Kevin McLoughlin, a tour guide at The Great War Exhibition since early 2016, recently attended a Wellington conference, Dissent and the First World War, which covered dissent and how the First World War divided New Zealand society.
“I’m interested in history and technology, and the social impact of the First World War,” Kevin says. “When I saw the dissent conference programme, I was keen because of our current temporary exhibition, Dissent.”
The conference covered diverse topics such as policing the war in New Zealand, visualising dissent from an artist’s perspective, legal issues and resistance in Australia and Canada.
“Cyril Pearce, the keynote speaker from England was really good,” Kevin says. “I got to spend a bit of time talking with him about social issues resulting from the war.” Cyril Pearce, an Hon. Research Fellow at the School of History, University of Leeds, has complied the Pearce Register, a database of over 18,000 British conscientious objectors.
“Pearce talked about a survey he’d done on conscientious objectors, in Lancashire and Yorkshire, which are the northern counties with pretty strong working-class populations. The surprise was that a lot of the anti-conscription feeling was not coming from the cities, but from small clusters in rural areas, from villages that couldn’t afford to lose men in the war.”
New Zealand’s conscientious objectors to the First World War were treated harshly, with the Crown only recently pardoning Rua Kenana and apologising to his family for his treatment during the war.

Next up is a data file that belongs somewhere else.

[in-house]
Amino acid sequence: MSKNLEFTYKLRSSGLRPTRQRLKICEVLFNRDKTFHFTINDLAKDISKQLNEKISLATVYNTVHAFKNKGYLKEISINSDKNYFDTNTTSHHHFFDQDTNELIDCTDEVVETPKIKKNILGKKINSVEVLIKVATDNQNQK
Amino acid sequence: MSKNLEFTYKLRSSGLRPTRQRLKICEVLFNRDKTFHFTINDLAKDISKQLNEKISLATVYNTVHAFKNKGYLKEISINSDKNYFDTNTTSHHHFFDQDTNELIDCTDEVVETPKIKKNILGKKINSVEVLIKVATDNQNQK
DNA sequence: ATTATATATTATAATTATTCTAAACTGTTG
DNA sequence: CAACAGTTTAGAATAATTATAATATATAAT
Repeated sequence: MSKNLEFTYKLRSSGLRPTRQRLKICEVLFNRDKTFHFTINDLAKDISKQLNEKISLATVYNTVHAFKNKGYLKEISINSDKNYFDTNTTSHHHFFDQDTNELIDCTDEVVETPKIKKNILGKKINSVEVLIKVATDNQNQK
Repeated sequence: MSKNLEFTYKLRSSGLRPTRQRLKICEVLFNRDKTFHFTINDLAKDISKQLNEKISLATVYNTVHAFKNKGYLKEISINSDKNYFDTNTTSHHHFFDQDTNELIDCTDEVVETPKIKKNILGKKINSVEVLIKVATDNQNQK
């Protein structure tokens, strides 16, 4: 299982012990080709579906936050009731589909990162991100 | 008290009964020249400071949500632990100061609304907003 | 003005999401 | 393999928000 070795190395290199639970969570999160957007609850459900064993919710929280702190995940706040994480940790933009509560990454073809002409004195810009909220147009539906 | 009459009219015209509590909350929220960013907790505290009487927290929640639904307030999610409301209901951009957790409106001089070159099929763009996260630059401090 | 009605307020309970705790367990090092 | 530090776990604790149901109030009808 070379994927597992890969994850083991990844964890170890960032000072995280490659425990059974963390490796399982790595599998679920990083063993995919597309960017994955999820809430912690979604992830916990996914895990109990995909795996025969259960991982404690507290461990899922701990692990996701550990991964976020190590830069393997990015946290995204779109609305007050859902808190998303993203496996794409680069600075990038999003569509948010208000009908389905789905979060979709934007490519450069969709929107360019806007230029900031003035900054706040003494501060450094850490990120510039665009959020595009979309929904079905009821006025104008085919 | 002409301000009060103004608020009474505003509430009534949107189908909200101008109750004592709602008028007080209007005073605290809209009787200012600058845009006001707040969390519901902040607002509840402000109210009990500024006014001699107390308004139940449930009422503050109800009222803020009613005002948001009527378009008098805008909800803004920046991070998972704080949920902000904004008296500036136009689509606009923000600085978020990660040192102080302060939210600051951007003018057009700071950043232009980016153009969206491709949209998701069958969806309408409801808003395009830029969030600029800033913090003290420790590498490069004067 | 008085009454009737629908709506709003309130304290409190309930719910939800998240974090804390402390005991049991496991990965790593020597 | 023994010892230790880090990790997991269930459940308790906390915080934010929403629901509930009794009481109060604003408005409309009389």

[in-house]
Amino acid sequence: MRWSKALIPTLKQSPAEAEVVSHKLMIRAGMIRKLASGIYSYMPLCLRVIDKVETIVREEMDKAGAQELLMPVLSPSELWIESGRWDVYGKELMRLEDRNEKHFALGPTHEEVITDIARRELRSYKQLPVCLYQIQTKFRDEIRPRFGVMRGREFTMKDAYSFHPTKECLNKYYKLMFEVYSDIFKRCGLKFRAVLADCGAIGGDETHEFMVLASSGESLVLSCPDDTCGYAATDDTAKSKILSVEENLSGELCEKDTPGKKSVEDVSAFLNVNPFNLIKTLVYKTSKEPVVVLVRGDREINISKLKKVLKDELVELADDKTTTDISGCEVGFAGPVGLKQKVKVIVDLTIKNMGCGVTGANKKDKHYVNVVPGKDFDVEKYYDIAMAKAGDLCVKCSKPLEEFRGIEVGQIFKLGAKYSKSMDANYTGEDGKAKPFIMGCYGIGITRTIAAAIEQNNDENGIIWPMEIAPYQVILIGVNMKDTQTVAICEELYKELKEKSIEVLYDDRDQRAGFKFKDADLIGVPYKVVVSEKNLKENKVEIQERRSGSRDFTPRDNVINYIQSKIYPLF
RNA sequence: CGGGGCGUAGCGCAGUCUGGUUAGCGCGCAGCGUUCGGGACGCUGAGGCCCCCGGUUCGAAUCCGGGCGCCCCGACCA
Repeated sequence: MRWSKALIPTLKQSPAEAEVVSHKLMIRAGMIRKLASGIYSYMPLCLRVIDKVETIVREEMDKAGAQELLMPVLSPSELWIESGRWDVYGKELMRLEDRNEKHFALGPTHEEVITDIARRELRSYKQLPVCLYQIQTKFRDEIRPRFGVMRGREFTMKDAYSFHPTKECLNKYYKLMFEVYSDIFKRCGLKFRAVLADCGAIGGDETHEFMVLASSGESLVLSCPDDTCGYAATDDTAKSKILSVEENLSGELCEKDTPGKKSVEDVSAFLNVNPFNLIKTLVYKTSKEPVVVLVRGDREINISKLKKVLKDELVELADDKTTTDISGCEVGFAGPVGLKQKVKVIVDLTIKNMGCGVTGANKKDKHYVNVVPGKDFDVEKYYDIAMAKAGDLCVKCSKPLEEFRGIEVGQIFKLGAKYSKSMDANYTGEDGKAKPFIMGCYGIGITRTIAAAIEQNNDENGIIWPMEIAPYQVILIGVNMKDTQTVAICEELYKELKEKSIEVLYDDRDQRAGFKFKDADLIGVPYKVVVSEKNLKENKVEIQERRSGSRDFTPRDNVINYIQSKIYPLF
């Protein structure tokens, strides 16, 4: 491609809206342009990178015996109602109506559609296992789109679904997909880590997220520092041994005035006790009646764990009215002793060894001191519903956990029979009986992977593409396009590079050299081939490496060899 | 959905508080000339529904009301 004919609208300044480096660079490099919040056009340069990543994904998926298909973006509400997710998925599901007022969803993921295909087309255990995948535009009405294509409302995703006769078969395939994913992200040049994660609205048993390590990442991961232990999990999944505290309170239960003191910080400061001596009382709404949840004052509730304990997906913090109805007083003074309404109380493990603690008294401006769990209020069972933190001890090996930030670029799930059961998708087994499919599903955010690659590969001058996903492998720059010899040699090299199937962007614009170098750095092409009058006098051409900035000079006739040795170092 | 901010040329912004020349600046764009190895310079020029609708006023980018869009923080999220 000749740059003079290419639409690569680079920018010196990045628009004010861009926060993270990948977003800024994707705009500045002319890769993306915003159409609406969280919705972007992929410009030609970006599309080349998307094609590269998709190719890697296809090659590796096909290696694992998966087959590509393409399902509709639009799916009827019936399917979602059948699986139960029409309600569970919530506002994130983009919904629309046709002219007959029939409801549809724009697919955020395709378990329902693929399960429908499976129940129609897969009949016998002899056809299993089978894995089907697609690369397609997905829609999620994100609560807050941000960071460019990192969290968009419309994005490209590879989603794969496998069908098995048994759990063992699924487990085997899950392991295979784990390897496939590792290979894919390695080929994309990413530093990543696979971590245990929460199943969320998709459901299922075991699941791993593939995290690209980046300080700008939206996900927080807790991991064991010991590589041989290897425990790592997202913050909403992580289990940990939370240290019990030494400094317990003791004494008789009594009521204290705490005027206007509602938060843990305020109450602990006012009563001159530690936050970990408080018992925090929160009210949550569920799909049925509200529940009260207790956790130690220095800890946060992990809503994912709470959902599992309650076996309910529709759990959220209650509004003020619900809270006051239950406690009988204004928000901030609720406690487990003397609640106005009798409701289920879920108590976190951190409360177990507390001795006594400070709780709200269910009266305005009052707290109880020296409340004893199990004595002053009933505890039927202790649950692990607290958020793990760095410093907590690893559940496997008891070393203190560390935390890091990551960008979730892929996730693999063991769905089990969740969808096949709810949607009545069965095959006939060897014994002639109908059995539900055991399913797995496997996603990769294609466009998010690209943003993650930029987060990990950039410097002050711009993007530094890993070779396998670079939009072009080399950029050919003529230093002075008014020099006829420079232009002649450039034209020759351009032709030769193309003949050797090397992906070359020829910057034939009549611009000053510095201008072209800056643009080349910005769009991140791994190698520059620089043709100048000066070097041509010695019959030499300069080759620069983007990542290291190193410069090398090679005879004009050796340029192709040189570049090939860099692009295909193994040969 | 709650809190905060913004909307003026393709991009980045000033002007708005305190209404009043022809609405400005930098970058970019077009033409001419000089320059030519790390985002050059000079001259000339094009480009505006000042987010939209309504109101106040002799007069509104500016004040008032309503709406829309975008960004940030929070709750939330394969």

“I feel conscientious objectors were treated very badly,” Kevin says. “If you don’t want to fight, you shouldn’t be made to. The attitude wasn’t a great snapshot of what NZ was about. I hold a man like Archibald Baxter in high regard, for his courage for standing up—a guy from a small south Otago back block, standing up for what he did, and what he went through. I met his son, James K Baxter, who was a literature teacher for St Paul’s High School, which I attended. He was an independent spirit too.”
Dissent—A Different Type of Courage, a short audio visual show, runs at the Great War Exhibition until Sunday 1st October 2017. Our next temporary exhibition, Passchendaele—New Zealand’s Darkest Day runs from Wednesday 4th October.
Photo: On ANZAC day in 2016, a sculpture appeared on Wellington’s waterfront to highlight the courage of those who refused to serve in the military. Story Inc. recreated the sculpture for Dissent, the second episode in our seven-part Chapters of The Great War series of temporary exhibitions.